STARS is an excellent school of choice for those looking for a refreshing new option in education. The school has made numerous improvements in the past 3-4 years with a new administration and many new faculty. STARS is a very happy school because the students and faculty love being there. My children have been learning at STARS for 2 years now and would not want to be anywhere else. They are learning more at STARS than at their previous schools and enjoy the way the school uses the arts to teach them about anything from Math and Science to English and History. My kids have developed not only academic skills but also strong character through self expression because of the environment here. I cannot say enough nice things about STARS and the direction the leadership at the school is headed.
—Submitted by a parent


Posted June 22, 2010

The school has a decent philosophy, but in all honesty it's not much different than any other poorly managed charter school. They have a nice building and nice landscaping, but they don't have enough science and math books for some grades.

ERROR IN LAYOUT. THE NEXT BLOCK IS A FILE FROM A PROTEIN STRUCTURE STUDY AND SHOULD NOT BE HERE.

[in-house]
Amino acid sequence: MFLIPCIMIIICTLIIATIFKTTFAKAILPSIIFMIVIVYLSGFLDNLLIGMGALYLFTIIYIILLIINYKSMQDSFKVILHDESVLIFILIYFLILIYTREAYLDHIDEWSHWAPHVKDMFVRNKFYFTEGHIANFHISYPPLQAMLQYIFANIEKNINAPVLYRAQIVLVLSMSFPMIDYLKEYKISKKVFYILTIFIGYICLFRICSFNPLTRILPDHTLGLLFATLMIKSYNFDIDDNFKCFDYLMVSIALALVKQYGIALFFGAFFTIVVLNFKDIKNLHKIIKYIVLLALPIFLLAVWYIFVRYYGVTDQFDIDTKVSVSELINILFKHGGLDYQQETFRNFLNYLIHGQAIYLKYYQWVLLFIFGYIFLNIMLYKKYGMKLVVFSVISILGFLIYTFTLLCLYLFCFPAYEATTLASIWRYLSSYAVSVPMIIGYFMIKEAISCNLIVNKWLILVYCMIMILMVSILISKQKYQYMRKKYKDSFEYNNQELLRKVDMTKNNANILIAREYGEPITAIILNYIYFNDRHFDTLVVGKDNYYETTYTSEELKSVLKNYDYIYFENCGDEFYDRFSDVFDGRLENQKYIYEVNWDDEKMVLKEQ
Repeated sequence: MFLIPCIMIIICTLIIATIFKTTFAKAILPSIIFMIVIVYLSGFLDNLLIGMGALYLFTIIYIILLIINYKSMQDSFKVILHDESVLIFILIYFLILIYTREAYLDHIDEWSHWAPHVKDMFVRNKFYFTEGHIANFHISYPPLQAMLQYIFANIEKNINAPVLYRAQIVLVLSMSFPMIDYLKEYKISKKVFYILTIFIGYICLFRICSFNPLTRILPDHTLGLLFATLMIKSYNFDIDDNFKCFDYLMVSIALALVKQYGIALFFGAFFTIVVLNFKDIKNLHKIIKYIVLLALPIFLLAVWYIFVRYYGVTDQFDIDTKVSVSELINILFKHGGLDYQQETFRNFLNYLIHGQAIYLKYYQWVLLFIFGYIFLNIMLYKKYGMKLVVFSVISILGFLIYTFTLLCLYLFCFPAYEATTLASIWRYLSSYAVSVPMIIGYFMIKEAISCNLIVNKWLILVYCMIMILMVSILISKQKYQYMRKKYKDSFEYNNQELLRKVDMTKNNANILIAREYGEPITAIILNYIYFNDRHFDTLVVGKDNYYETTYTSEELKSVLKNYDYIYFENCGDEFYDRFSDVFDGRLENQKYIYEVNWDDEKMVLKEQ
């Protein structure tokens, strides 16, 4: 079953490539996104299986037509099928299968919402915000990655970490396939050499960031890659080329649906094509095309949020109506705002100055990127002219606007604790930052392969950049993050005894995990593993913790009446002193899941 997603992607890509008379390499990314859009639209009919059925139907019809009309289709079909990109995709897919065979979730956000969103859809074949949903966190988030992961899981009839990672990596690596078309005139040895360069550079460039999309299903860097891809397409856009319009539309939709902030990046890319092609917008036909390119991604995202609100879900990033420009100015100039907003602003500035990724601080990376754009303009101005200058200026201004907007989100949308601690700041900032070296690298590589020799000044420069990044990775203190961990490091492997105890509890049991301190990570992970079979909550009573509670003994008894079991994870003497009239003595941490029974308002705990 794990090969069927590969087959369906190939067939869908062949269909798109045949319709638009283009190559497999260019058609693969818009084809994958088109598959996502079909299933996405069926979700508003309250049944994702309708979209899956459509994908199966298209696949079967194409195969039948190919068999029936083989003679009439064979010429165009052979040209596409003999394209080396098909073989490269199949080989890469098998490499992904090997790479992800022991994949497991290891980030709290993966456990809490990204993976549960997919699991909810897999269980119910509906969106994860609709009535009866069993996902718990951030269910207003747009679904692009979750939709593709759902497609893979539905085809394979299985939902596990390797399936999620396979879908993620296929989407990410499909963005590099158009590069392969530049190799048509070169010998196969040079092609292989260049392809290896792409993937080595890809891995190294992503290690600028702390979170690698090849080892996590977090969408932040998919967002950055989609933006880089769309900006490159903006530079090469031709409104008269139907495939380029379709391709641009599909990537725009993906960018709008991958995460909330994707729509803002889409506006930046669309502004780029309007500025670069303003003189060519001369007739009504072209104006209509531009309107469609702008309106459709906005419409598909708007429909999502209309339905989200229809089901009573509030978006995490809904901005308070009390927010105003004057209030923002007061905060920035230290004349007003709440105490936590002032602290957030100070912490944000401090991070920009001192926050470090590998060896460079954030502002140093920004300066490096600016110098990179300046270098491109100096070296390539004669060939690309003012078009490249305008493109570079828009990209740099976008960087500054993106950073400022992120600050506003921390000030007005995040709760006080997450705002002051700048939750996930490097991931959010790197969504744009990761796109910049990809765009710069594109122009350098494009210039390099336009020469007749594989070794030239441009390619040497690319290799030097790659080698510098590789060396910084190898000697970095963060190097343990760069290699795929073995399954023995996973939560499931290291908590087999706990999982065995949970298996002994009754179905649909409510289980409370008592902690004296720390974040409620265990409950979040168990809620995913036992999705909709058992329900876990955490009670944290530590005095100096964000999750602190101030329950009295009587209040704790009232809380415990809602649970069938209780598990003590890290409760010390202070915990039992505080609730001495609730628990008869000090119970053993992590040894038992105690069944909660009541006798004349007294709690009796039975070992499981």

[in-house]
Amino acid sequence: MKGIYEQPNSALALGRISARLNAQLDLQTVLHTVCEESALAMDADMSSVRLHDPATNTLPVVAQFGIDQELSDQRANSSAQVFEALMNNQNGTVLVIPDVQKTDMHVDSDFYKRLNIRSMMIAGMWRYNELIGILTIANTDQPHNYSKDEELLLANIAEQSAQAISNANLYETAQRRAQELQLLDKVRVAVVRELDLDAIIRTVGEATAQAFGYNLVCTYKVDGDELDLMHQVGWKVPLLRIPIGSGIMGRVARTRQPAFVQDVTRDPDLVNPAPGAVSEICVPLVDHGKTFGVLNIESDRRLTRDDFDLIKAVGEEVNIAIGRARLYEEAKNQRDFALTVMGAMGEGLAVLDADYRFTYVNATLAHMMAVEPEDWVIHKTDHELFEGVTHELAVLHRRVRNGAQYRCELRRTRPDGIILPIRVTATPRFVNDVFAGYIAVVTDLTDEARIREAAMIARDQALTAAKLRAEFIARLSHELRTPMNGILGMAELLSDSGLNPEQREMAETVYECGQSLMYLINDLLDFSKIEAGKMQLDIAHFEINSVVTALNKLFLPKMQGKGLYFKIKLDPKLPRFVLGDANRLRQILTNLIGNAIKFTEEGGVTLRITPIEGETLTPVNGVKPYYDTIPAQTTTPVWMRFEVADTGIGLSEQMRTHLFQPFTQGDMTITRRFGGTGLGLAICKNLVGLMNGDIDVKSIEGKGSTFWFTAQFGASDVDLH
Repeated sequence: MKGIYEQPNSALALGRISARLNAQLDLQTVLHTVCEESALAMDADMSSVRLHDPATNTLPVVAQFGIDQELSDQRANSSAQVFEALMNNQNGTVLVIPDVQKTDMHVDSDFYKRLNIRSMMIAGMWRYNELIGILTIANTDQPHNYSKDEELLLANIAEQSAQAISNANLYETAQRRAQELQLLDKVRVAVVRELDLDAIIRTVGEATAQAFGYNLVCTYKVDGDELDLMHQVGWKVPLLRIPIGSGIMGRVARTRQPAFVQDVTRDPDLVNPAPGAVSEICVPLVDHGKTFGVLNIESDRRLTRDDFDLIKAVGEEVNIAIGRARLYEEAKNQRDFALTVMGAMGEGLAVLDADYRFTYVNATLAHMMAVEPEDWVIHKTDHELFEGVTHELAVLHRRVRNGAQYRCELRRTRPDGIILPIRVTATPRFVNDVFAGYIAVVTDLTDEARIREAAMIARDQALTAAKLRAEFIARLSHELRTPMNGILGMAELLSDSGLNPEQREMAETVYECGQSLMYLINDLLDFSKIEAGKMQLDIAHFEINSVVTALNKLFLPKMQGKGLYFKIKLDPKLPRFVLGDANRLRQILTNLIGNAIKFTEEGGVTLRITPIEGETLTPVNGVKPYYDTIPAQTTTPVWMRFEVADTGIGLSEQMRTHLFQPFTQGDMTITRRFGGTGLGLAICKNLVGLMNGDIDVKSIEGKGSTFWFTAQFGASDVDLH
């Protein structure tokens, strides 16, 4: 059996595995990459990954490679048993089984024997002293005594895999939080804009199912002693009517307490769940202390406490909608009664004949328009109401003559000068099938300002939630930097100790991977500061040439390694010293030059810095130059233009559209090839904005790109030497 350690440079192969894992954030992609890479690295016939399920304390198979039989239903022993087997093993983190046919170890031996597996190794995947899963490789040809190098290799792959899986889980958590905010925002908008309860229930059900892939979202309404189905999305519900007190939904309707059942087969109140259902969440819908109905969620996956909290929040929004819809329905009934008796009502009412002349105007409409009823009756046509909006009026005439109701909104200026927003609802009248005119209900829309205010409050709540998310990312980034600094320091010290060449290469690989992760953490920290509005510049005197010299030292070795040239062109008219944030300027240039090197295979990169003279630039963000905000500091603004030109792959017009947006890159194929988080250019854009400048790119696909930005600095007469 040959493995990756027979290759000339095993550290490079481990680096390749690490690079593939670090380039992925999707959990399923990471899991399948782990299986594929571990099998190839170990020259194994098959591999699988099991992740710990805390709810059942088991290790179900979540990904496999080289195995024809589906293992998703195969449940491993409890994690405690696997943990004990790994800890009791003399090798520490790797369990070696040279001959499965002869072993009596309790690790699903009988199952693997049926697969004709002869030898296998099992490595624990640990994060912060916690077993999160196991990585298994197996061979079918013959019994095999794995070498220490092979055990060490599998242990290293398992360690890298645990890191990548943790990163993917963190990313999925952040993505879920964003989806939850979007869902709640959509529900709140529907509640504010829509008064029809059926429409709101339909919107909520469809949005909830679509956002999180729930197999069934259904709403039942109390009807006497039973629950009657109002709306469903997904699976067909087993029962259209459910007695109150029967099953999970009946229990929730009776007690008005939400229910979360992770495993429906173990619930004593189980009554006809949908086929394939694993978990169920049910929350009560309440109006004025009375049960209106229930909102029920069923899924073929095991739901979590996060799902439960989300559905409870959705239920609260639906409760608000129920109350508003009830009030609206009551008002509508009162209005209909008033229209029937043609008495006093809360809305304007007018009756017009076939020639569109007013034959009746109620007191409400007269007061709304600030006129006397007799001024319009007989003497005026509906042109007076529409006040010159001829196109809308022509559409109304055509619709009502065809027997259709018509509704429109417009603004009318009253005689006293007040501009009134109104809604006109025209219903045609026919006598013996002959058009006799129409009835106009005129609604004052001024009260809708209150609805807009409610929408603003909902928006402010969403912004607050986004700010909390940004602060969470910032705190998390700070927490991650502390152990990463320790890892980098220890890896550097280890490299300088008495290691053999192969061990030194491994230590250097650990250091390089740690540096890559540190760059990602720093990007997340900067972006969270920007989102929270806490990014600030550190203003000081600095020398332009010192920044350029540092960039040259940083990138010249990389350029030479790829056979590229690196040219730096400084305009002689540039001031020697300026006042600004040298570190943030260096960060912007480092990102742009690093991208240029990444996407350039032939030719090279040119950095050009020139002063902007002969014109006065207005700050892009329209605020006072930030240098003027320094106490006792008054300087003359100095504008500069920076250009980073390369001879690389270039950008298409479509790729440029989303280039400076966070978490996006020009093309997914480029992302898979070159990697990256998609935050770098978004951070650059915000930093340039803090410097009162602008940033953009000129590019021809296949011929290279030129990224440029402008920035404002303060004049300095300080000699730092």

Posted March 12, 2010

4. My daughter has been a student for three years. She excels in all of her classes and does very well on testing. Thanks tro tremendous preparation.
—Submitted by a parent


Posted February 11, 2010

This is my daughter's second year at STARS. It has been a wonderful experience so far. They welcome parent involvement and focus on the whole child. My daughter's confidence is strong; they have fostered her education, talents, and individuality. I can not wait until my other two children join her at STARS so that I can watch them grow in this unique learning environment.
—Submitted by a parent


Posted August 31, 2009